|Customer Relationship Management (CRM):||A system that businesses use to manage their interactions with customers to improve their customer service relationships, increase customer retention, and promote sales growth. CRM tracks customers to analyze data such as when the customer last interacted with the system, what promises and quotes were exchanged, what questions were asked by the customer, any competitors the customer may be considering, subscriptions to emails and other media and newsletters, readership statistics, and more. CRM also helps orient new employees about customers and assists executives in understanding their customer base.|
|Pseudonymization:||A data de-identification process that removes identifying information from personal data and replaces it with artificial identifiers to improve data security and protect the privacy of the owner’s identity during data processing. Unlike anonymization, which removes all identifying information for a particular data subject such that the data cannot be traced back to that data subject, pseudonymization only reduces the likelihood of connecting personal data with its owner’s original identity.|
|Standard Contractual Clauses (SCCs):||Model contract clauses for the transfer of personal data that have been pre-approved by the European Commission. Under the GDPR (“GDPR” is defined in Part I of this series), agreements including SCCs provide a permissible way for data to be transferred between entities in EU and non-EU nations. SCCs for the transfer of personal data from the EU to a third country can be found here. SCCs between controllers and processors can be found here.|
|Markets in Crypto-Assets (MiCA):||Approved in April 2023 and taking effect in phases in 2024, an EU law that provides the world’s first set of governmental regulations for cryptocurrencies in digital asset markets, including stablecoins (“stablecoin” is defined in Part I of this series) and unbacked crypto-assets such as Bitcoin. As part of the EU’s digital finance strategy, this regulation aims to establish a legal framework for crypto-assets that supports fair and safe competition, protects consumers and investors, and ensures financial stability with safeguards against potential risks. MiCA imposes requirements on crypto platforms, issuers of cryptocurrencies, and traders to provide transparency and supervision over relevant transactions. Also, MiCA includes measures to prevent market manipulation and other illegal activities as well as required disclosures about energy consumption to address concerns about the impact of digital assets on the environment.|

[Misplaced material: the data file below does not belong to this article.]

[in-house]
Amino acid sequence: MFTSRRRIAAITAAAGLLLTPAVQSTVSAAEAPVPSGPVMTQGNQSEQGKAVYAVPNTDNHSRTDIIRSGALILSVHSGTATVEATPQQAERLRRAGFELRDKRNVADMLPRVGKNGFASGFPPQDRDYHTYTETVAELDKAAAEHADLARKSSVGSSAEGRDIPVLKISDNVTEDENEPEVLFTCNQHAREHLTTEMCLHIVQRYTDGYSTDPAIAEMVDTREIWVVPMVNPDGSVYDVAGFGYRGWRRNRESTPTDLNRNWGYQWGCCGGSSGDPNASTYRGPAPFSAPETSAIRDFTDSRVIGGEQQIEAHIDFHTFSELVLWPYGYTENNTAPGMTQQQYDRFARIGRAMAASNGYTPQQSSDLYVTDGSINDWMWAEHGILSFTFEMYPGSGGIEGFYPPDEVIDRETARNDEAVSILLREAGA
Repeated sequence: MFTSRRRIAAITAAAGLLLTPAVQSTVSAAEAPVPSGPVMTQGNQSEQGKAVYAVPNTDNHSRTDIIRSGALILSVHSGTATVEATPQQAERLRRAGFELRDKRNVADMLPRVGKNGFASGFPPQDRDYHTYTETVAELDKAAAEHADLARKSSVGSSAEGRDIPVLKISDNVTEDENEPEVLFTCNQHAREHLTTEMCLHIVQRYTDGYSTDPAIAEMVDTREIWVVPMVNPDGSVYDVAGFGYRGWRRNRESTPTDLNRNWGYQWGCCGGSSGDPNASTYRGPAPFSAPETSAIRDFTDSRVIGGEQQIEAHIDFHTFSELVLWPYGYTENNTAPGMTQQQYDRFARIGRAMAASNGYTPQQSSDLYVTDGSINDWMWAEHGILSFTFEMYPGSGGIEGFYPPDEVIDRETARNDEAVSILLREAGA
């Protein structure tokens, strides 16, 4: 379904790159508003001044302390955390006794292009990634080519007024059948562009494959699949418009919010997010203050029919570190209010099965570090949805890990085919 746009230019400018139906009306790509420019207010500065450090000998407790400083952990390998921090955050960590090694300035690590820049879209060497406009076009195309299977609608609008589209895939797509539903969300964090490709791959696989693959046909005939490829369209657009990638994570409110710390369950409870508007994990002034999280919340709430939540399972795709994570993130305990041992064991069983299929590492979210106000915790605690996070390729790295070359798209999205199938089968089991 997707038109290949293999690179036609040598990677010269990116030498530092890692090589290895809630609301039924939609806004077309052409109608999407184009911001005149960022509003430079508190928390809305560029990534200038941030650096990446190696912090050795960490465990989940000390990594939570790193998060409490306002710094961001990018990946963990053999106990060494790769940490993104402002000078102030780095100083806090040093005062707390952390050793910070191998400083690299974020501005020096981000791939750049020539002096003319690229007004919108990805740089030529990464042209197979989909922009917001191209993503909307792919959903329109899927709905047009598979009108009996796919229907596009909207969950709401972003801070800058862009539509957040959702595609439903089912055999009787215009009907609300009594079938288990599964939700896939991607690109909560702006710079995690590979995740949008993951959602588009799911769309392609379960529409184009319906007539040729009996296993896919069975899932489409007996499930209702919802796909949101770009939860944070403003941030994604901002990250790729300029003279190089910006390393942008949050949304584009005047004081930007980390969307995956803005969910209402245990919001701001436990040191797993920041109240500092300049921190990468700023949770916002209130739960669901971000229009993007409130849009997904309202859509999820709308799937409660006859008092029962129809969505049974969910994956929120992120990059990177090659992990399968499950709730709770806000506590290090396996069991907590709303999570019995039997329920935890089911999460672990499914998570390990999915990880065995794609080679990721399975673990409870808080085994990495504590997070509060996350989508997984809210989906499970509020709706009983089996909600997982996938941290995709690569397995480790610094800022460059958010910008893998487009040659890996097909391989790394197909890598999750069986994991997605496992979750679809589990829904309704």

|Proof-of-Stake:||A consensus mechanism that validates transactions and adds new blocks (new blocks are “forged” or “minted”) onto a blockchain as an energy-conscious alternative to the more common “mining” in Proof-of-Work. “Validators” or “forgers” are owners of coins that offer a specific number of their coins as collateral for the chance to be randomly selected to validate blocks for a particular cryptocurrency or other type of token in exchange for transaction fees as a reward for their participation in the staking process. This process requires significantly less computational effort than mining blocks, thus it consumes less energy.|
|Proof-of-Work:||A consensus mechanism (also known as “mining”) by which network members securely add new blocks onto a blockchain to record and confirm transactions by validating those transactions with computer software programs (each computer running such program is called a “node” and the operator of the program on each node is called a “miner”). This process requires a significant amount of computing effort to solve a complicated algorithm (a 64-digit encrypted hexadecimal number known as a “hash”) of which each resulting solution connects the additional block to the previous block by using that previous block’s hash when creating the newest block’s hash. Network members are incentivized to participate because miners receive a reward for completing each validating transaction, typically the ownership of a cryptocurrency.|
|Smart Contract:||A program stored on a blockchain that runs automatically when certain conditions are met based on its programmed code. Smart contracts automate the execution of contract terms, which can be entirely written into the smart contract’s code on the blockchain or partially written into the blockchain and partially located outside the blockchain as terms in a traditional contract. For example, a smart contract may be coded to execute a sale and transfer title of an asset to a purchaser when the purchaser deposits a certain amount of money into a seller’s crypto wallet, then ownership of the asset is transferred to the purchaser by adding a block onto a blockchain to record the transaction and verify the new owner of the asset.|
Other episodes in this series: